First, identify what triggers your Yorkie to bark. What can you do to eliminate the sights and sounds that make him bark? Consider your home environment. If it’s calm and you provide regular dog care, your Yorkie’s behavior will be better than a chaotic house filled with frequent noises or disturbances, inconsistent feedings, playtimes and walks can lead to your Yorkie be apprehensive and frustrated. One way to vocalize his anxiety is to bark — a lot.
Next, use our train, treat, repeat dog training techniques laid out in our barking guide. Physical corrections, a harsh tone or yelling at your Yorkshire terrier will only teach him to be fearful of you. Instead, we recommend a combination of firm voice commands with the BarxBuddy ultrasonic training tool. Positive reinforcement will go a long way with your Yorkie and ensure training success.
NOTE: It’s crucial that everyone in your home is on the same page about correcting your Yorkie’s behavior and is willing to practice the same training techniques. Otherwise, if you’re the only one training him, your dog will learn not to bark around only you.
Facts About Yorkshire Terriers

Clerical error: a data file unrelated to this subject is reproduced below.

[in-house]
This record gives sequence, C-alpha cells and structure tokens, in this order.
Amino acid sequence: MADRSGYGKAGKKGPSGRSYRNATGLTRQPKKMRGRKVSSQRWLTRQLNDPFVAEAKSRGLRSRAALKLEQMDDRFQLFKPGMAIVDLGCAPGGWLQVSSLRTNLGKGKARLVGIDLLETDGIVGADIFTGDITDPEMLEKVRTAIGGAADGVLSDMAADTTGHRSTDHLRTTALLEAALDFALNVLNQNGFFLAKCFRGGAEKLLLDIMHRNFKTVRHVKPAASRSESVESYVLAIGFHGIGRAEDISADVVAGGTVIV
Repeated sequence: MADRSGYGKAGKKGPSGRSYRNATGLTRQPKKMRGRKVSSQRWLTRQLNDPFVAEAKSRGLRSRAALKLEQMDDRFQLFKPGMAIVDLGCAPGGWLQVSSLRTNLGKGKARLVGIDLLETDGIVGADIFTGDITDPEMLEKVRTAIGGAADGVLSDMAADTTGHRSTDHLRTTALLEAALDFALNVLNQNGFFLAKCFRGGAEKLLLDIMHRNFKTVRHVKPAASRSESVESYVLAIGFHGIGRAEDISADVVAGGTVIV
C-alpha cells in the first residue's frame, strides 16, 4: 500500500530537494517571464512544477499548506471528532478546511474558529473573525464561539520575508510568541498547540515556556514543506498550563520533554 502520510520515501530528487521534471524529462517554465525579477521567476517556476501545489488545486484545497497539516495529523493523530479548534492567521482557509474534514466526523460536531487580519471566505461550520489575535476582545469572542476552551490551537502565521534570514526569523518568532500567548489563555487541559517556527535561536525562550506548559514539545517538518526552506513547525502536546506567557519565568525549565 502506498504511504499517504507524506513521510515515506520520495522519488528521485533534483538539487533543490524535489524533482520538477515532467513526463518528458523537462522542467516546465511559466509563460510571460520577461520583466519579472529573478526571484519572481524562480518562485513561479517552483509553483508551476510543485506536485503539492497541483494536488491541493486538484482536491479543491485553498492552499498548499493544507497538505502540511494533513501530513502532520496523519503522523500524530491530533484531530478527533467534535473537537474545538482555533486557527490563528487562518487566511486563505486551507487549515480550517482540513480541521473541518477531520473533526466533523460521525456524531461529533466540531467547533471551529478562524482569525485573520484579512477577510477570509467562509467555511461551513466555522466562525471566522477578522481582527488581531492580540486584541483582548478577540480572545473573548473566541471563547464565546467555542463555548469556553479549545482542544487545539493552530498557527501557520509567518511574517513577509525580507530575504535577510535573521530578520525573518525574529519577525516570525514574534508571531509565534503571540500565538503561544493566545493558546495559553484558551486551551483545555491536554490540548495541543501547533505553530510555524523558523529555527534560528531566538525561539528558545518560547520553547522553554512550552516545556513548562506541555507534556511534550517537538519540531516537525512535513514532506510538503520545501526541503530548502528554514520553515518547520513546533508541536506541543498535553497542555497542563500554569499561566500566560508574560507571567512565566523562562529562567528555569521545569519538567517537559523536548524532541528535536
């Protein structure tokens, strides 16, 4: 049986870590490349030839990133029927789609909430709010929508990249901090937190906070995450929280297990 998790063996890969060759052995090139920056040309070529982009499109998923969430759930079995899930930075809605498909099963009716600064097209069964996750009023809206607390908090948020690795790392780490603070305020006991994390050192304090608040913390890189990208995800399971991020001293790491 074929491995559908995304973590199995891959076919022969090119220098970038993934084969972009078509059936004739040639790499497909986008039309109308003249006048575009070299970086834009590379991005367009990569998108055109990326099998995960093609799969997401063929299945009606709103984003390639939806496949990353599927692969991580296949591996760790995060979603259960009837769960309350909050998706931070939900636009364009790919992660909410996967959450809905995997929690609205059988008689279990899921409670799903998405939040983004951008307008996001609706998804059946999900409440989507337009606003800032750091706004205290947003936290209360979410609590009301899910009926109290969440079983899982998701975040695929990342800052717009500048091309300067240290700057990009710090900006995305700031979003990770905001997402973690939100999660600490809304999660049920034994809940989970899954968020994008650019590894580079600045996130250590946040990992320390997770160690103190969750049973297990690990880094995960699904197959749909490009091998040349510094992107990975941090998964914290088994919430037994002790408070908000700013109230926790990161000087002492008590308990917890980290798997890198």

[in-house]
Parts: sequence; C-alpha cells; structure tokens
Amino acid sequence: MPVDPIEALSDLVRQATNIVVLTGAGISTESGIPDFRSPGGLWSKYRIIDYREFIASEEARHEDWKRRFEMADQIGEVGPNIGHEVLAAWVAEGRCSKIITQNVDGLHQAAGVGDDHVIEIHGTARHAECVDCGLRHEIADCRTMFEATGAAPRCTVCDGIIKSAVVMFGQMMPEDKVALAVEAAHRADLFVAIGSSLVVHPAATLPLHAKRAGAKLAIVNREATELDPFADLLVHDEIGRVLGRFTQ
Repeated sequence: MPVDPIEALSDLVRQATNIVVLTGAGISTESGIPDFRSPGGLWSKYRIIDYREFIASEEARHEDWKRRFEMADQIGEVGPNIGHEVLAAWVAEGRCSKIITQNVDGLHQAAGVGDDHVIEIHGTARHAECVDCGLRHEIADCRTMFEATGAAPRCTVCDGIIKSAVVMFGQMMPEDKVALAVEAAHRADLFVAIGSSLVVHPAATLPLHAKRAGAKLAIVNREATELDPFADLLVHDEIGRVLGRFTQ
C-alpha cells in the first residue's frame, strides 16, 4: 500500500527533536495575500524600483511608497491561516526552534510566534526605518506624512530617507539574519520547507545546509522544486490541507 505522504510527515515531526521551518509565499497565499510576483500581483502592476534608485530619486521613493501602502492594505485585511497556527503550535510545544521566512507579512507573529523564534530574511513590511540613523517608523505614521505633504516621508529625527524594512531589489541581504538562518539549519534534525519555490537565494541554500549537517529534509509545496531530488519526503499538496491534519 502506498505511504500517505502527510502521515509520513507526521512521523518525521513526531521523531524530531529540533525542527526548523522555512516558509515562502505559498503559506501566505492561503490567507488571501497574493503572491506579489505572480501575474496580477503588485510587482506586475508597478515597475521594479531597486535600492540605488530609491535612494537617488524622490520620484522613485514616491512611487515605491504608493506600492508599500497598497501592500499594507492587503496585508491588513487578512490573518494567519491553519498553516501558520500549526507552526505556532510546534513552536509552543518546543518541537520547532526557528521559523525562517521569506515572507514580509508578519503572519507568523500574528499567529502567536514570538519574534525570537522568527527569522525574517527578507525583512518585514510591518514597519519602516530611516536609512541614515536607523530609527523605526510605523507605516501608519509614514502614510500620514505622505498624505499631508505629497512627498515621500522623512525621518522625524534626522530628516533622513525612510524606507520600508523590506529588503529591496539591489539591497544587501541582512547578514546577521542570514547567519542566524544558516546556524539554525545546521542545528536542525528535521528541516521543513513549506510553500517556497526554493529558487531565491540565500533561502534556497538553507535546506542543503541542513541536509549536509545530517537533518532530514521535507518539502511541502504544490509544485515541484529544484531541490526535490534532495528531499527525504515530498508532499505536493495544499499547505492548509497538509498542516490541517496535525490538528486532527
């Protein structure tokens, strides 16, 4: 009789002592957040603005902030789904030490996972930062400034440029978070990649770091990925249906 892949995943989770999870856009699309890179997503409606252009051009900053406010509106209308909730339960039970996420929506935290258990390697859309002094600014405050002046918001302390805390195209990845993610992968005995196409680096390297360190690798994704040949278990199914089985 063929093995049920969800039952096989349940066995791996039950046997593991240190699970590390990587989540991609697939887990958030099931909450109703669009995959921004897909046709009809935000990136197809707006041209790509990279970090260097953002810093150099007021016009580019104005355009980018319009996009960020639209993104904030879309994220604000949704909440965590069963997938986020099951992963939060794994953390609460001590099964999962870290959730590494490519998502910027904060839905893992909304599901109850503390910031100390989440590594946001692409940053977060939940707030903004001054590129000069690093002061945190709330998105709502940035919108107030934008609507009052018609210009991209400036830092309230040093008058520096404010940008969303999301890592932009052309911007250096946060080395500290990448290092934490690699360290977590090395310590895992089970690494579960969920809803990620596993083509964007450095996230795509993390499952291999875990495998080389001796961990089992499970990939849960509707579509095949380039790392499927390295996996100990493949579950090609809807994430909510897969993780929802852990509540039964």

Yorkshire terriers, often called Yorkies, are ranked number 10 on the AKC breed popularity list. This beloved breed is feisty, affectionate, entertaining, and brave. Originally bred to catch rats in clothing mills, Yorkshire terriers can be found in homes everywhere. While Yorkies are social creatures and typically get along with other canines and older children, younger children might be too much for a Yorkie, causing him to yap or nip at little kids.
- Size: The Yorkshire terrier breed is very small in terms of height and weight. The average height range is 7-8 inches, and weight averages around seven pounds.
- Life expectancy: Yorkshire terriers can enjoy a long life with the average being 11-15 years.
- Coat: Yorkshire terriers are well-known for their luxurious fine and long, silky coats.
- AKC group: Yorkshire terriers belong to the AKC toy group.
Are Yorkshire Terriers Easy to Train?